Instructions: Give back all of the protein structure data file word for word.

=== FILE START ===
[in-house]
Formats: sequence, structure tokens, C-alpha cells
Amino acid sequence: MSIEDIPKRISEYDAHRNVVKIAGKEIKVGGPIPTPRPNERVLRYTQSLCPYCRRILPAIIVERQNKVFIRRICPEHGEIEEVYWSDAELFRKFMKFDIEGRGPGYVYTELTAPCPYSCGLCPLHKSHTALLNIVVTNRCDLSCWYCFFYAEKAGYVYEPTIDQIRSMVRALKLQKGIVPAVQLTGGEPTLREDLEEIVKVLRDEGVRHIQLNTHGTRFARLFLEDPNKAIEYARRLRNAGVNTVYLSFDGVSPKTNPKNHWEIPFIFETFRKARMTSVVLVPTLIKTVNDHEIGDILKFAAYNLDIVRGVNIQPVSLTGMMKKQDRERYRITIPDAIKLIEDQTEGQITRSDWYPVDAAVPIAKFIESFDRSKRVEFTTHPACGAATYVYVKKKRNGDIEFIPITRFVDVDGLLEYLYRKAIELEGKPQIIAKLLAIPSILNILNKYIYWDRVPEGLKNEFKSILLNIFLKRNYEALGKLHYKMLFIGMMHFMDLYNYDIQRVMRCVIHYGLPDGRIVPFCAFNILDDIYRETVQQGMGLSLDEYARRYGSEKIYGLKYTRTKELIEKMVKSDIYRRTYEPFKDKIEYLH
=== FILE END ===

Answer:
[in-house]
Formats: sequence, structure tokens, C-alpha cells
Amino acid sequence: MSIEDIPKRISEYDAHRNVVKIAGKEIKVGGPIPTPRPNERVLRYTQSLCPYCRRILPAIIVERQNKVFIRRICPEHGEIEEVYWSDAELFRKFMKFDIEGRGPGYVYTELTAPCPYSCGLCPLHKSHTALLNIVVTNRCDLSCWYCFFYAEKAGYVYEPTIDQIRSMVRALKLQKGIVPAVQLTGGEPTLREDLEEIVKVLRDEGVRHIQLNTHGTRFARLFLEDPNKAIEYARRLRNAGVNTVYLSFDGVSPKTNPKNHWEIPFIFETFRKARMTSVVLVPTLIKTVNDHEIGDILKFAAYNLDIVRGVNIQPVSLTGMMKKQDRERYRITIPDAIKLIEDQTEGQITRSDWYPVDAAVPIAKFIESFDRSKRVEFTTHPACGAATYVYVKKKRNGDIEFIPITRFVDVDGLLEYLYRKAIELEGKPQIIAKLLAIPSILNILNKYIYWDRVPEGLKNEFKSILLNIFLKRNYEALGKLHYKMLFIGMMHFMDLYNYDIQRVMRCVIHYGLPDGRIVPFCAFNILDDIYRETVQQGMGLSLDEYARRYGSEKIYGLKYTRTKELIEKMVKSDIYRRTYEPFKDKIEYLH